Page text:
Functional Group

Created by: Jenny Chase
Esters are one of a number of compounds known
collectively as acid derivatives. In these the acid
group is modified in some way. In an ester, the
hydrogen in the -COOH group is replaced by an
alkyl group (or possibly some more complex
hydrocarbon group).
Esters are found everywhere. Most naturally
occurring fats and oils are the fatty acid esters of
glycerol. Esters with low molecular weight are
commonly used as fragrances and found in
essential oils and pheromones. (Phosphoesters form
the backbone of DNA molecules)
Esters are chemical compounds created by
reacting an oxoacid with a hydroxyl
compound such as an alcohol or phenol.
Esters are usually resulted from an inorganic
acid or organic acid in which at least one -OH
(hydroxyl) group is replaced by an -O-alkyl
(alkoxy) group, and most commonly from
carboxylic acids and alcohols. Esters are
formed by condensing an acid with an
Esters encompass a large family of organic compounds with broad
applications in medicine, biology, chemistry and industry.
Esters occur naturally in plants and animals. Small esters produce
the pleasant aroma of fruits. In general, a work of chemicals is
responsible for specific fruity fragrances. However, very often one
single compound plays a leading role.
For example, an artificial pineapple flavor contains more than
twenty ingredients but ethyl butyrate is the major component that
accounts for the pineapple-like aroma and flavor. It is amazing
that so many fragrances and flavors can be prepared by simply
changing the number of carbons and hydrogens (the R groups) in
the ester
Example 1: Write the structural formula for methyl
 An ester name has two parts - the part that comes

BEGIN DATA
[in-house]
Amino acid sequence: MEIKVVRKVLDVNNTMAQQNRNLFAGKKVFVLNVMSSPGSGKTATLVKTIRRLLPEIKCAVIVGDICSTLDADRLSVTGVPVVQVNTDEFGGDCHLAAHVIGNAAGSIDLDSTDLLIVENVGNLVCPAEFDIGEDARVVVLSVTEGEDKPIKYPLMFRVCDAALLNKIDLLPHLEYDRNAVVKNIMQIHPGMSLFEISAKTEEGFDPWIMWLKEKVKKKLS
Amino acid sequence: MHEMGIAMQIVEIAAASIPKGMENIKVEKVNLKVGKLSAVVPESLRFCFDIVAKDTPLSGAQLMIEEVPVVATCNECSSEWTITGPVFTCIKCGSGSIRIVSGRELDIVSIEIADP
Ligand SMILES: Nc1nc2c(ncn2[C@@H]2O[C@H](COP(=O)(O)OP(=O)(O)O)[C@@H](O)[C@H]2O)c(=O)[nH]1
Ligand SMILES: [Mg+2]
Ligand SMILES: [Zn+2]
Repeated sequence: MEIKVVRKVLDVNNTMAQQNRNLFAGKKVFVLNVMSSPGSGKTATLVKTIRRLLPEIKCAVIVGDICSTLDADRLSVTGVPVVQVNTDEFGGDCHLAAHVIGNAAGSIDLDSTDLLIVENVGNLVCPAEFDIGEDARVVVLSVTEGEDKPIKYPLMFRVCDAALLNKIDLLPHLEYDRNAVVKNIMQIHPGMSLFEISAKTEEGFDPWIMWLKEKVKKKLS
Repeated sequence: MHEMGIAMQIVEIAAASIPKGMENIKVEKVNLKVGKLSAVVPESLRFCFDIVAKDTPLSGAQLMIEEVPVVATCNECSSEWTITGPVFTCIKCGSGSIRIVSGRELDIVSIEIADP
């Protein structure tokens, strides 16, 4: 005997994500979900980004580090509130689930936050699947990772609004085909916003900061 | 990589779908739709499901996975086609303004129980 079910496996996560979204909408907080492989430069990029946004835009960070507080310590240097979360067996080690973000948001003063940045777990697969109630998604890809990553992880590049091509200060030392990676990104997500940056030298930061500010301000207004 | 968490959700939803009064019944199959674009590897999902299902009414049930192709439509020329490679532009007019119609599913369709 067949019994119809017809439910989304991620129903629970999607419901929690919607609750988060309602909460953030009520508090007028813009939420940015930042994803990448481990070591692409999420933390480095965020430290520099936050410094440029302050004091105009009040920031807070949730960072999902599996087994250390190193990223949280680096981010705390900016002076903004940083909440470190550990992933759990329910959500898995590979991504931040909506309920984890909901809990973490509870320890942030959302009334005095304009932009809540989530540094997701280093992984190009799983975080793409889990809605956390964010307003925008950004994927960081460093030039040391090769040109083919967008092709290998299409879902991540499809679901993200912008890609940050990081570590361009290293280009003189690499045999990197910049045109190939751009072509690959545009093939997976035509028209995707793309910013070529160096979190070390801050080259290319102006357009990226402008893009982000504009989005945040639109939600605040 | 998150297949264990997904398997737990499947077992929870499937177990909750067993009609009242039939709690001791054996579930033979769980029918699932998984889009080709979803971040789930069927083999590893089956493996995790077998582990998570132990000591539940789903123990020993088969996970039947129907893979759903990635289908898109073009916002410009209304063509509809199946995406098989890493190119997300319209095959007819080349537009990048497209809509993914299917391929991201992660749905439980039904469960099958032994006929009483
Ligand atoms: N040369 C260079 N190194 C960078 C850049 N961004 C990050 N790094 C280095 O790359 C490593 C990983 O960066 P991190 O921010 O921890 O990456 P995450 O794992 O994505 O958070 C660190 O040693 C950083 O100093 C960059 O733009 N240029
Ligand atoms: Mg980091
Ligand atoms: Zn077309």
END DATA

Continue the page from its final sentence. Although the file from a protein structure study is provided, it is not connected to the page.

from the acid (propanoate) and the part that
shows the alkyl group (methyl).
 Start by thinking about propanoic acid - a 3 carbon
acid with no carbon-carbon double bonds.
 The hydrogen in the -COOH group is replaced by
an alkyl group - in this case, a methyl group.
Example 2: Write the structural formula for ethyl ethanoate.
 This is probably the most commonly used example of an ester.
It is based on ethanoic acid ( hence, ethanoate) - a 2 carbon
acid. The hydrogen in the -COOH group is replaced by an ethyl
Make sure that you draw the ethyl group the right way round.
A fairly common mistake is to try to join the CH3 group to the
oxygen. If you count the bonds if you do that, you will find that
both the CH3 carbon and the CH2 carbon have the wrong
number of bonds.
Esters are alkyl derivatives of carboxylic acids.
The easiest way to deal with naming esters is to recognise the carboxylic
acid and the alcohol that they can be prepared from.
The general ester, RCO2R' can be derived from the carboxylic acid RCO2H
and the alcohol HOR‘
The first component of an ester name, the alkyl is derived from the
alcohol, R'OH.
The second component of an ester name, the -oate is derived from the
carboxylic acid, RCO2H.
Alcohol component
 the root name is based on the longest chain containing the -OH group.
 The chain is numbered so as to give the -OH the lowest possible number.
Carboxylic acid component
 the root name is based on the longest chain including the carbonyl group.
 Since the carboxylic acid group is at the end of the chain, it must be C1.
 The ester suffix for the acid component is appended after the hydrocarbon
suffix minus the "e" : e.g. -ane + -oate = -anoate etc.
The complete ester name is the alkyl alkanoate